Stability in Subject-Verb Word Order: From

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clauses. That this tendency reflects literary artifice alone (as an attempt to .... Subject occurs in dependent adverbial clause: ... The independent variables were chosen to reflect potential intralinguistic .... latter isolated from other types of nouns in view of their unique favoring of VS ...... underlines the dominant significance.

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Stability in Subject-Verb Word Order: From Contemporary Arabian Peninsular Arabic to Biblical Aramaic Author(s): Jonathan Owens and Robin Dodsworth Source: Anthropological Linguistics, Vol. 51, No. 2 (SUMMER 2009), pp. 151-175 Published by: The Trustees of Indiana University on behalf of Anthropological Linguistics Stable URL: http://www.jstor.org/stable/40730842 . Accessed: 08/12/2013 15:38 Your use of the JSTOR archive indicates your acceptance of the Terms & Conditions of Use, available at . http://www.jstor.org/page/info/about/policies/terms.jsp

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Stabilityin Subject-VerbWordOrder: FromContemporary ArabianPeninsularArabicto Biblical Aramaic Jonathan Owens ofBayreuth University

RobinDodsworth NorthCarolinaState University fromtraditional treatments ofsubject-verb Abstract. This articlediffers word orderin Semiticin two respects.First,we take as our pointof departurea ArabianPeninsularArabic,which detailedstudyofwordorderin contemporary showsthattherespectiveorderofthesubjectand verbin thatvarietyis deterand bydiscourse-immanent factors.Fromthisstarting minedbymorpholexical the same to subjectwork we backwards,applying analyticalframework point, verbwordorderin BiblicalAramaic.Secondly,we use corpus-basedquantitativemethodsand regressionanalysisto determinethe degreeofsimilarity betweenArabianPeninsularArabicand BiblicalAramaic.It emergesthat,for verbwordorderin ArabianPeninsularArabic all intentsand purposes,subjectand and BiblicalAramaicare governedby an identicalset ofmorpholexical Historicalexplanationsfortheseresultsare discussed;it discourseconstraints. is emphasizedthat,whetherthepatternsare due to commoninheritanceorto is sustainedoverat a complexpatternofwordorderdetermination diffusion, time. least 2,500yearsofchronological

1. Introduction. Semiticlanguagehistoryis markedby a numberofbroad, is reflexofa formor construction whereina Proto-Semitic motifs, normalizing form the and shift from withitsfurther away original established, development The following characterized summaryfrom bylaws ofuniversalchangeor drift. to Protothe applicationofthisviewpoint a Semiticlanguagehandbooktypifies Semiticsentencewordorder. In Old Aramaic(withthe exceptionofstrongly AkkadianizingMesopotamian texts),wordorderis generallyofthestandardSemiticVSO [verb-subject-object] ofanyelement.ImperialAramaic type,allowingforemphasisbythe fronting evinces a tendencytowardverb-finalorder,especiallyin infinitivalverbal clauses. That this tendencyreflectsliteraryartificealone (as an attemptto mimictheAramaicofnativePersianspeakers)is evidencedbythefactthatit does notcontinueintolaterperiods,whichreflect, rather,thenormalSemitic driftfromVSO to SVO [subjectverb-object]type. In the classical Eastern dialects,in particular,wordorderin theverbalphrasemaybe said to be free. [Kaufman1997:127]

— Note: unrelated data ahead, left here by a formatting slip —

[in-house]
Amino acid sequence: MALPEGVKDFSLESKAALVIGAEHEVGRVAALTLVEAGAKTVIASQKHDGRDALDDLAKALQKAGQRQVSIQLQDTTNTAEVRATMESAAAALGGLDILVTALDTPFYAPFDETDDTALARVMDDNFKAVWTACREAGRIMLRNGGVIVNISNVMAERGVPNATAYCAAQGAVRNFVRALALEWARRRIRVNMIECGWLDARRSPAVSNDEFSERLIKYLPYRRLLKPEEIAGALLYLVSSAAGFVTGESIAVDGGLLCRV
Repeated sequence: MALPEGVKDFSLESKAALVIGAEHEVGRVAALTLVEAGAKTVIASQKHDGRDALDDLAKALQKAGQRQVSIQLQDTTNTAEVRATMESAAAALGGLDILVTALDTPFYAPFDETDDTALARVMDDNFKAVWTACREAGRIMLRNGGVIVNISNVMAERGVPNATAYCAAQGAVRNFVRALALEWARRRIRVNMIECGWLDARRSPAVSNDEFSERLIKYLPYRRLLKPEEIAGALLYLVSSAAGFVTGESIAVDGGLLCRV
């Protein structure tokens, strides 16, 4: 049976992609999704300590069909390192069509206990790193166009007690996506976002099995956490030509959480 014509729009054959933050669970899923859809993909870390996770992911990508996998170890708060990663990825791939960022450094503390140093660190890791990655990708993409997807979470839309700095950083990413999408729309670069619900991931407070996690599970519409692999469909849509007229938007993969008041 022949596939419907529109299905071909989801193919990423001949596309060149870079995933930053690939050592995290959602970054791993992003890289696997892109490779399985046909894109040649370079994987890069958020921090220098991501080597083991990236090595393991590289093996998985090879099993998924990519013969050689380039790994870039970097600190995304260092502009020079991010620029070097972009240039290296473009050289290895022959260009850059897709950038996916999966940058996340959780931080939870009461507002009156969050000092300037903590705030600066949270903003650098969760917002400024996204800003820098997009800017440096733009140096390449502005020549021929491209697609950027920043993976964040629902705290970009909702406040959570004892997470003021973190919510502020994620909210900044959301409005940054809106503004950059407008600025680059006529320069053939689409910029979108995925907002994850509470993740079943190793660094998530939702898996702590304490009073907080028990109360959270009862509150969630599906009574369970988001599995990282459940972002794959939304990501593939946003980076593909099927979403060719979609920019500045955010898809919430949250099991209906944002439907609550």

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Similar assessments are found throughout Semitic language history studies (Bergsträßer 1977:16; Rosenthal 1961:56; Muraoka and Porten 2003:29g).1 The statement deserves greater scrutiny,as it encapsulates a number of stereotypicizedtruthsabout word orderin Semitic. The very firstis that there obviously exists a Proto-Semiticverb-subjectobject (VSO) word order. However, this is not self-evident,as a briefsurvey of Semitic languages makes clear. Akkadian has subject-object-verb(SOV) order, as do all contemporaryEthiopie Semitic languages. Many Arabic dialects have subject-verb-object(SVO) order. It is argued in this article that Aramaic has a variable, morpholexicallyand discourse-determined,subject-verb/verb-subject (SV/VS) word order, referredto here as "lexico-discourse-basedword order." This word orderis similar in essential respects to that ofvarious contemporary Arabic dialects, which will serve as the analytical basis ofthis study. A partial overviewofSemitic languages gives the orders seen in table 1. Table 1. Word Order of Selected Semitic Languages VSO Hebrew ClassicalArabic Gafaz

SOV Akkadian Amharic, etc. Tigrinya,

SVO EgyptianArabic (Edwards2009)

Lexico-discourse SV/VS Aramaic(as arguedbelow) ArabianPeninsular dialects